• Remove phones and video games during classroom time. They will be tempted to text their friends and play video games. Parents, your kids cannot listen to their teacher and play a video game at the same time; don’t believe them when they say they can.
  • Use a fidgeting tool. Some students need a fidget in their hands while they are learning. Fidget spinners are not for everyone. Simple objects you can find in your home – and ones that don’t make any noise – are a good choice.
  • Remember: isolation is new to your kids. It presents a whole set of different complications for your children. For example, if they get into an altercation with a friend through Facebook or a text, it is much more difficult to correct the concern without face-to-face communication. As a result, the problem intensifies.
  • Be honest with your kids. Tell them you know this isn’t easy, but you will do everything you can to help them through this difficult transition.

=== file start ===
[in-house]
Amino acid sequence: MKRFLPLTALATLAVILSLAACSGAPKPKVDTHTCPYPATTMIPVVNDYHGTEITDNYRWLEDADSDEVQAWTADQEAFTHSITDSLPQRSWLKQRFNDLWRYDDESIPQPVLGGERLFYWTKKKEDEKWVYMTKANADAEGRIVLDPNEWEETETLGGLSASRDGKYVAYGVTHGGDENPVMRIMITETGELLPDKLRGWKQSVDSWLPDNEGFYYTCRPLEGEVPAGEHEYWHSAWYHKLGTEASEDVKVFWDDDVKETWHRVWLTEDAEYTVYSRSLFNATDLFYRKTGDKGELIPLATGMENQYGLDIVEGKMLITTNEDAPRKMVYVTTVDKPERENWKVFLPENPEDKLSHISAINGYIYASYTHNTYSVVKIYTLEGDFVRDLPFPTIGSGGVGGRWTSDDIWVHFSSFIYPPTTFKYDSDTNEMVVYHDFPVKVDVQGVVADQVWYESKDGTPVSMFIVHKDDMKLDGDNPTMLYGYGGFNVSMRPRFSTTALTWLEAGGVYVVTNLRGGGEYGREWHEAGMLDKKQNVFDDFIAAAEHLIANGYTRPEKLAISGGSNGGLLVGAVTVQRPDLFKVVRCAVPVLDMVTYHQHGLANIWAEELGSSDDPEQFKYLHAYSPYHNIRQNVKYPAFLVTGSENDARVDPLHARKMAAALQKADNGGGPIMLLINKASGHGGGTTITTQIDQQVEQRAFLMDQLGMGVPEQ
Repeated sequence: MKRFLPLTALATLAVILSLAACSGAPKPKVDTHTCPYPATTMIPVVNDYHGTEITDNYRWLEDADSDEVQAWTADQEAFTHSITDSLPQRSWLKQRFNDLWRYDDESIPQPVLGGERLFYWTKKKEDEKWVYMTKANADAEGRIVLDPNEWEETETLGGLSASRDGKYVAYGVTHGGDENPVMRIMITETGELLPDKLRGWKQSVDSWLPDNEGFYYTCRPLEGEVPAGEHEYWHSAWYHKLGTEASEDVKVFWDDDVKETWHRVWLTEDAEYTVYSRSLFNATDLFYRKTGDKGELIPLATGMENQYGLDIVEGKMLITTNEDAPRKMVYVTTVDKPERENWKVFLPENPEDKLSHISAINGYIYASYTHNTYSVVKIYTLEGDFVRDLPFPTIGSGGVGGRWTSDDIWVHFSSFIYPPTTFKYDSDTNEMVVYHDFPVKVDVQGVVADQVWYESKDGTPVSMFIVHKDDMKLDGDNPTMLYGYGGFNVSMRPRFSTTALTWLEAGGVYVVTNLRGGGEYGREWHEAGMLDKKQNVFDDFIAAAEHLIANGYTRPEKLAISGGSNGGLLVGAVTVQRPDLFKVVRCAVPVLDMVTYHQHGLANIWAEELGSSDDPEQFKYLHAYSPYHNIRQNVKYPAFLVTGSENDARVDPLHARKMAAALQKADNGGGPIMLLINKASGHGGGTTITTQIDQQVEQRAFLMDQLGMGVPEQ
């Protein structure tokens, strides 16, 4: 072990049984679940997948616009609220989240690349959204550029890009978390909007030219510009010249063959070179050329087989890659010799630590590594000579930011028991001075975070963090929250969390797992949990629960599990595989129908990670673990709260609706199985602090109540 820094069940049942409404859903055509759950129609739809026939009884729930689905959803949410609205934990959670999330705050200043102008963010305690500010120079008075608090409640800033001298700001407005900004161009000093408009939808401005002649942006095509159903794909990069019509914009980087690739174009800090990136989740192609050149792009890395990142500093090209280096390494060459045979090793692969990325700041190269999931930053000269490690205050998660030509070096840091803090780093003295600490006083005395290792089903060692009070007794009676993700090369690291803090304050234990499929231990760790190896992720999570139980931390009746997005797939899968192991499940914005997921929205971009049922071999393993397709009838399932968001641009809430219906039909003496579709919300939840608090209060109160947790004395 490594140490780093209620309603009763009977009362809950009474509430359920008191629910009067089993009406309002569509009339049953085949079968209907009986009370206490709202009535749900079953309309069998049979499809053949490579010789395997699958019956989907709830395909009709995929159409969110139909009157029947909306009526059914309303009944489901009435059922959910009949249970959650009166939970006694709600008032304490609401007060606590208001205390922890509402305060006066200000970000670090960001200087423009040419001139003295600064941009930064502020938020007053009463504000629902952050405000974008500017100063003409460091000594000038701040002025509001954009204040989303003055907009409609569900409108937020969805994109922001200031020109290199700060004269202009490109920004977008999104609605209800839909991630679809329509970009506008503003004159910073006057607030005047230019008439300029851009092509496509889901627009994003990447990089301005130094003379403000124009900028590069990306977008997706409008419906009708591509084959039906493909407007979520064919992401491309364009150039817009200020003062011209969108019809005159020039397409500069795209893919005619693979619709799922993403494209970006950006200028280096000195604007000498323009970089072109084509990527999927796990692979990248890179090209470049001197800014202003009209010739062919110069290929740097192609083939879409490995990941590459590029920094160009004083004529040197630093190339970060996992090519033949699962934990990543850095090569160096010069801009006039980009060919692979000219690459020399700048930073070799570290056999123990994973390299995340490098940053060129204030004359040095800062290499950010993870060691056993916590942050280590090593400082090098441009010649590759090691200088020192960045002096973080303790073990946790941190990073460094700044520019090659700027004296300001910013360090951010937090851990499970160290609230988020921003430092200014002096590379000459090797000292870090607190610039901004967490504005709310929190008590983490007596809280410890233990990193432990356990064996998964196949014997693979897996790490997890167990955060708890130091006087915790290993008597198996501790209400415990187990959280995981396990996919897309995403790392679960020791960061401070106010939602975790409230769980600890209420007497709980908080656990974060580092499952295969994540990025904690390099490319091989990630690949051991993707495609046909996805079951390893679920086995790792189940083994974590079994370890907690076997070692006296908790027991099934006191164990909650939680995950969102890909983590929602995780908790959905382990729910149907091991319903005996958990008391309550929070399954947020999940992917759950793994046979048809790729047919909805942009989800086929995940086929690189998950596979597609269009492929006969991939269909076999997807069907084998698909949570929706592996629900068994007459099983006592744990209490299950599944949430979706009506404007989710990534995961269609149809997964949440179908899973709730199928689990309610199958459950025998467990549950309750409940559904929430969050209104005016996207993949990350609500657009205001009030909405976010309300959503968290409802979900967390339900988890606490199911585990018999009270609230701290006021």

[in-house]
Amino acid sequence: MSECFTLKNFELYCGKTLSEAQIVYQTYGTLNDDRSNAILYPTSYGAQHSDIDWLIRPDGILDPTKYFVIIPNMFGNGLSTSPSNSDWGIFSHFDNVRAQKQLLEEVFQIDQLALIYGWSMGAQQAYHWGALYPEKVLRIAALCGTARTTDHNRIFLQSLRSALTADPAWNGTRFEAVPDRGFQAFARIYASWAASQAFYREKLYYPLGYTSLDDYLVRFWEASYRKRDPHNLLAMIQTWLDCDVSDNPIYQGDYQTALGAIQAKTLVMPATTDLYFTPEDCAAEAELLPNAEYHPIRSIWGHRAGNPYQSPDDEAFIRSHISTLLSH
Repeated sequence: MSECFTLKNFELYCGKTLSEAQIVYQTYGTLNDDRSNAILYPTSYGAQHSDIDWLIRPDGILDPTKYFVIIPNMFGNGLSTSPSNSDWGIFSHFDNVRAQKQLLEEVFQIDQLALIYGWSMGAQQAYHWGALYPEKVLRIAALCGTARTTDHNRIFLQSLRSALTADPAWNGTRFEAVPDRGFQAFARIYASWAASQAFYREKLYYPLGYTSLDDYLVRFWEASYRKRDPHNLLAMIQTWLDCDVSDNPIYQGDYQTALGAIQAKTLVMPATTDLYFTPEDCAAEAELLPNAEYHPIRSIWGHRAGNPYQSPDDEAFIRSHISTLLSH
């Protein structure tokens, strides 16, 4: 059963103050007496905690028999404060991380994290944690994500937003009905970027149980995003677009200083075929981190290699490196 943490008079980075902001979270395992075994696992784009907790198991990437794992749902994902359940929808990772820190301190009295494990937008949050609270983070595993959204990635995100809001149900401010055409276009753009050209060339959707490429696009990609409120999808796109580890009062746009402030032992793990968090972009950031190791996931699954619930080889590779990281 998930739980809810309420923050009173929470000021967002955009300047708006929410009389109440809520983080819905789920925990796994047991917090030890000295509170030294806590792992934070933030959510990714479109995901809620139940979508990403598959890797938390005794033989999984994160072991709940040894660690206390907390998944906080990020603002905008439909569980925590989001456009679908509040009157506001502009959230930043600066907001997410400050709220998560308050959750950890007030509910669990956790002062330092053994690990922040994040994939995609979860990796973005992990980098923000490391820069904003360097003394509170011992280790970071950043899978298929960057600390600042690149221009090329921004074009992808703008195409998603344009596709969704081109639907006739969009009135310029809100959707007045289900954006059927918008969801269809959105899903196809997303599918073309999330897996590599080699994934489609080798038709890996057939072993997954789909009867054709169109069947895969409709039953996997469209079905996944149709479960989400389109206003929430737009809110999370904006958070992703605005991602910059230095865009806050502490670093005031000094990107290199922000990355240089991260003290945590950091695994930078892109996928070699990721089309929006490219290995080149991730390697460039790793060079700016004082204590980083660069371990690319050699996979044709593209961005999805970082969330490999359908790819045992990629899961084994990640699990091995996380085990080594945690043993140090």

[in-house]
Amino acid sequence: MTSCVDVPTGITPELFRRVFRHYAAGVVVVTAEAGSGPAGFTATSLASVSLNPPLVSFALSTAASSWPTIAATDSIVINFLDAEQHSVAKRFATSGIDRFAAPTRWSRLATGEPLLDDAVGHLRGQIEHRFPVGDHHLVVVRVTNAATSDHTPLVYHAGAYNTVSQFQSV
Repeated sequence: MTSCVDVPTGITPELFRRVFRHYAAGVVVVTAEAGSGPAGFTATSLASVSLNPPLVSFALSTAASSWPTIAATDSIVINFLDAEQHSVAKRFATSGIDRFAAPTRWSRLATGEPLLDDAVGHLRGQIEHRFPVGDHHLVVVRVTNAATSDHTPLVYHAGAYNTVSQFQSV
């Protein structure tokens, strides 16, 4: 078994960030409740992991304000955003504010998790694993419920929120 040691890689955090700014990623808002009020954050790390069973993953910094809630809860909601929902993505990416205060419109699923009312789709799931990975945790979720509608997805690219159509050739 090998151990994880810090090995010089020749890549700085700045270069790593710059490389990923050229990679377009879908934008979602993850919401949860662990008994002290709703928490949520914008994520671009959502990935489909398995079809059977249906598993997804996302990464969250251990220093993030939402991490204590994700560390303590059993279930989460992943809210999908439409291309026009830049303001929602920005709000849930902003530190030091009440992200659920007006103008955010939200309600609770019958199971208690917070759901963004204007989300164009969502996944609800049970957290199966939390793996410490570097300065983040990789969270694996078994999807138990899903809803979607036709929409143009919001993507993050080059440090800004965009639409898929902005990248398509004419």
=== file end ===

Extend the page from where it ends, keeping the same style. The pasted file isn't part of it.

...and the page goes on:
• Listen, don’t judge. You probably will hear them say repeatedly they are tired of screen time. This is when empathy goes a long way.

For effective learning to take place, set and communicate your expectations, and consistently provide positive reinforcement. Your child can, and will, thrive in this new learning model. Just be patient and supportive.

When it’s time to seek professional help for your child 

The virtual learning environment may take an emotional toll on your child. Don’t ignore these signs:

  • Your child is depressed, and you are not seeing any signs of improvement. 
  • Your child has lost interest in things he/she enjoyed and has not replaced those with another interest. 
  • They struggle to get out of bed in the morning, are missing assignments and skipping school.
  • They are not keeping up with friendships, or they had a lot of friends and now they don’t.
  • They are becoming increasingly resentful toward you and others, they are feeling overwhelmed, and you are spinning your wheels in your efforts to help them.

The Center for Relationship and Sexual Health is comprised of a full team of highly credentialed therapists who can help you and your children through this difficult time. Simply call the center at 248.399.7447.